Once I had done that, it was impossible to convince the mainstream publishers that there was a need for what I was doing. After all, there are approximately 70,000 active publishers in the U.S., cranking out something like 170,000 new titles every year. Who was I kidding to think I could join the ranks of published authors?
The rewards are clearly in the creative freedom that this form of expression allows me. The smiles on kid's faces, and the warm comments from parents, make it even better.
Q: Your books are specifically aimed at a specific and unique age group -- "tweeners"? Who is this audience and why are you seeking to reach out to them?
A: Tweeners are children between 8 and13. They aren't "little kids" any longer, and they aren't exactly grown up either. Yet this is the most critical period in a young person's life when they are making most of their life's choices and decisions. After the age of 14, this process is pretty much set. I can't tell you how many people have written or told me personally how much they appreciate someone who is writing for this "most neglected" segment of the population, as they put it. I chose this age for a couple of reasons.
As I said earlier, my wife and I have already raised two children. But we raised them during the time when our culture was telling kids that there were no rules, no moral absolutes, and no need for responsibility or accountability. In other words, if something went wrong in your life during that time, all you had to do was blame it on your past or someone else. It was never going to be your fault. At the same time, many marriages broke up, leaving a lot of kids without a traditional, two-parent home.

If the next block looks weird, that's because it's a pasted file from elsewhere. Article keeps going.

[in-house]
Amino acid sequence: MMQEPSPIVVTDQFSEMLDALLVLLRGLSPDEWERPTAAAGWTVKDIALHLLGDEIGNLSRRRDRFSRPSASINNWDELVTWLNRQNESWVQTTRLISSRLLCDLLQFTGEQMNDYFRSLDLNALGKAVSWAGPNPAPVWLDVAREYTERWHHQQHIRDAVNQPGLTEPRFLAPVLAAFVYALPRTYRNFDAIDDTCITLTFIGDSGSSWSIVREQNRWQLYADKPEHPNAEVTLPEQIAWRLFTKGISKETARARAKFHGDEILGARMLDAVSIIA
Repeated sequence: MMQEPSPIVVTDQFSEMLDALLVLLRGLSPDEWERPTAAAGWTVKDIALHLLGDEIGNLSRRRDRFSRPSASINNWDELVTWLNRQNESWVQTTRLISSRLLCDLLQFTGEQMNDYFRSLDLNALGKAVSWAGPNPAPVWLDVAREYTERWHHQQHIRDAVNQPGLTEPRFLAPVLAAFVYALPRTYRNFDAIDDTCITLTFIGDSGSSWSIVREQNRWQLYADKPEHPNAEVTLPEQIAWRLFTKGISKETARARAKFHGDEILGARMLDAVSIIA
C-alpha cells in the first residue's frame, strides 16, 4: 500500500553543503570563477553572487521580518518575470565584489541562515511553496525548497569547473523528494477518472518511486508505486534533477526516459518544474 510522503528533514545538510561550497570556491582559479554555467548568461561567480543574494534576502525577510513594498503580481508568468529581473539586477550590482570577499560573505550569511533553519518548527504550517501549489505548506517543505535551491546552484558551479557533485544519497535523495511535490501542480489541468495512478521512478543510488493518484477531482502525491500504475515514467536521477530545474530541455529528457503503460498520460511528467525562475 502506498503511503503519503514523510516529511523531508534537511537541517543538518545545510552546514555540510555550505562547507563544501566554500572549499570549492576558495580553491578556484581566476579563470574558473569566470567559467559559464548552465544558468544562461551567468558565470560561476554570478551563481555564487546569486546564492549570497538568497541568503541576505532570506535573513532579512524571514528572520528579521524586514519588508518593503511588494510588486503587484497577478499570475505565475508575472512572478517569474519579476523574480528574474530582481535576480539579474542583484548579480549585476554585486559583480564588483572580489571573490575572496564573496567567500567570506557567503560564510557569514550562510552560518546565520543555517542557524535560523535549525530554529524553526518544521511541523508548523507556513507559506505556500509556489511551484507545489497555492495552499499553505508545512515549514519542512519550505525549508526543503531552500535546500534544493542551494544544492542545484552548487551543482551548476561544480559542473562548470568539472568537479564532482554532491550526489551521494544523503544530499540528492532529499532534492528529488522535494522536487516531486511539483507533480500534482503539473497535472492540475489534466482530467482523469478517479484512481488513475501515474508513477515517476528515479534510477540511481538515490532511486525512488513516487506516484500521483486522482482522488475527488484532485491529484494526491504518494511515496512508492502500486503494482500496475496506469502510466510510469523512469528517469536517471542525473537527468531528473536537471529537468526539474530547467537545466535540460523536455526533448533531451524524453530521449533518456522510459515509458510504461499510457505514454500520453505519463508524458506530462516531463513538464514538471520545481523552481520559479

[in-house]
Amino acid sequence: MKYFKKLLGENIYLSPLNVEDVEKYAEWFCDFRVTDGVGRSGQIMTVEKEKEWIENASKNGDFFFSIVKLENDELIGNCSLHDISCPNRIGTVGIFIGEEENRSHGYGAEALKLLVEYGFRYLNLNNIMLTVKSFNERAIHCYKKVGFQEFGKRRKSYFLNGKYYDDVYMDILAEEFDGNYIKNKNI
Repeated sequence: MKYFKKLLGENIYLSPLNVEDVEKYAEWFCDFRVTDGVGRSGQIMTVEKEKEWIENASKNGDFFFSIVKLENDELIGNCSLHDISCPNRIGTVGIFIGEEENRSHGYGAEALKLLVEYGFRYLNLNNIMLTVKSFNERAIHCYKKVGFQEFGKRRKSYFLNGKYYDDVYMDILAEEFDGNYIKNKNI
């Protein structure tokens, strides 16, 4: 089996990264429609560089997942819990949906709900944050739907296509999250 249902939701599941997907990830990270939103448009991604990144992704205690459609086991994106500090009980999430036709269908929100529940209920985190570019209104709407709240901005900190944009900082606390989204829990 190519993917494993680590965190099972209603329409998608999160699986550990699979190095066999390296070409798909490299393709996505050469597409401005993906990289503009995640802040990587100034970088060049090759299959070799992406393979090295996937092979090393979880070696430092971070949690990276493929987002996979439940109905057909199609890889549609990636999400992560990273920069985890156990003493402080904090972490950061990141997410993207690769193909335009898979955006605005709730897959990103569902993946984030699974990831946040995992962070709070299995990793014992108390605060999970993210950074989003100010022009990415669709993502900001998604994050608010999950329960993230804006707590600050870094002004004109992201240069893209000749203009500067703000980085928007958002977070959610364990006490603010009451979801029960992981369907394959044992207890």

Now, you can say that my expectations were aimed a little high, but I determined to write books that would point kids in a better direction. I've written 32 manuscripts so far. My fiction stories deal with what could be real, but they also depict family life and community in a way that can still be, if a person makes that choice early. The Bible reminds us to train up a child in the way he should go so that when he is old, he won't depart from it. I think this is both a spiritual concept as well as a practical one. By that I mean, if we model certain things in front of our children, this will have either positive or negative results in their lives. So my books depict life as it could be. I want kids to read them, file those pictures away on the hard drive of their minds, so that when they become adults, some of those concepts will be there. This was a special concern for me as I thought specifically about boys who might be growing up without a positive male role model.
Q: In today's society where our children are bombarded by so many violent and worldly images, a series such as yours is truly refreshing! How can today's parents of young boys counter the tide of popular culture?
A: I think parents sometimes forget that they are the parents. I sympathize with the single parent when it comes to something like this. I know we had a tough enough time in our own home with two parents sharing the load. But in study after study, regardless of what a child says in the heat of battle, our children are still looking to us for answers and direction. What you hear coming out of their mouths may be completely different from what's actually in their hearts at that moment. So I'd say, set rules, boundaries, limits, whatever you have to do in order to hold that line. And begin this early because it only gets harder. Studies also tell us that a child's views concerning alcohol, drugs, sex, relationships ... everything, is directly affected by what they learn from their parents. A quick trip around the television channels will tell you what others want our children to think. These negative messages also bombard them through their magazines, radio, music, peers, and advertising. So, parents have a much stronger position with their children than they might think.
Q: I loved the adventures confronted by the characters in your stories! Where do your ideas come from?